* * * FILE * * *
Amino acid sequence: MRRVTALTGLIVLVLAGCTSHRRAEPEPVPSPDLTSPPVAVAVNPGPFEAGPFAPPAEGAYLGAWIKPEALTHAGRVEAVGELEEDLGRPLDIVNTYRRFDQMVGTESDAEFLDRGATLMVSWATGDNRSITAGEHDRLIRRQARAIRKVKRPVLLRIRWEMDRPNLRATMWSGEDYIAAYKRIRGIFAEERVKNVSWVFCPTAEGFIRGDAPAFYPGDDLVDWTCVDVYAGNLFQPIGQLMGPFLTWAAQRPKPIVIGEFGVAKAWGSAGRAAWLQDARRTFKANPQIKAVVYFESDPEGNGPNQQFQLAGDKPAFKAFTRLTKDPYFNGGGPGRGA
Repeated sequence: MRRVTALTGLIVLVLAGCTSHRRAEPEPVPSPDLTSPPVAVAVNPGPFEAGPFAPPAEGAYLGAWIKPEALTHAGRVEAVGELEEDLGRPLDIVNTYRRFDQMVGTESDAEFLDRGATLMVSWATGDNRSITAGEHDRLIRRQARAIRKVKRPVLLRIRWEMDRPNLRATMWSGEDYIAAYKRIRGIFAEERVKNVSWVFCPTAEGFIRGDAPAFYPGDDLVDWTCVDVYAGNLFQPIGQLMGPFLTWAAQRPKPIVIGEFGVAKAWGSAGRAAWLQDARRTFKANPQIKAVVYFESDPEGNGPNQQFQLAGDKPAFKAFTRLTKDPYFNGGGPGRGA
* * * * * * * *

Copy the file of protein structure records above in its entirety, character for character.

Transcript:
Amino acid sequence: MRRVTALTGLIVLVLAGCTSHRRAEPEPVPSPDLTSPPVAVAVNPGPFEAGPFAPPAEGAYLGAWIKPEALTHAGRVEAVGELEEDLGRPLDIVNTYRRFDQMVGTESDAEFLDRGATLMVSWATGDNRSITAGEHDRLIRRQARAIRKVKRPVLLRIRWEMDRPNLRATMWSGEDYIAAYKRIRGIFAEERVKNVSWVFCPTAEGFIRGDAPAFYPGDDLVDWTCVDVYAGNLFQPIGQLMGPFLTWAAQRPKPIVIGEFGVAKAWGSAGRAAWLQDARRTFKANPQIKAVVYFESDPEGNGPNQQFQLAGDKPAFKAFTRLTKDPYFNGGGPGRGA
Repeated sequence: MRRVTALTGLIVLVLAGCTSHRRAEPEPVPSPDLTSPPVAVAVNPGPFEAGPFAPPAEGAYLGAWIKPEALTHAGRVEAVGELEEDLGRPLDIVNTYRRFDQMVGTESDAEFLDRGATLMVSWATGDNRSITAGEHDRLIRRQARAIRKVKRPVLLRIRWEMDRPNLRATMWSGEDYIAAYKRIRGIFAEERVKNVSWVFCPTAEGFIRGDAPAFYPGDDLVDWTCVDVYAGNLFQPIGQLMGPFLTWAAQRPKPIVIGEFGVAKAWGSAGRAAWLQDARRTFKANPQIKAVVYFESDPEGNGPNQQFQLAGDKPAFKAFTRLTKDPYFNGGGPGRGA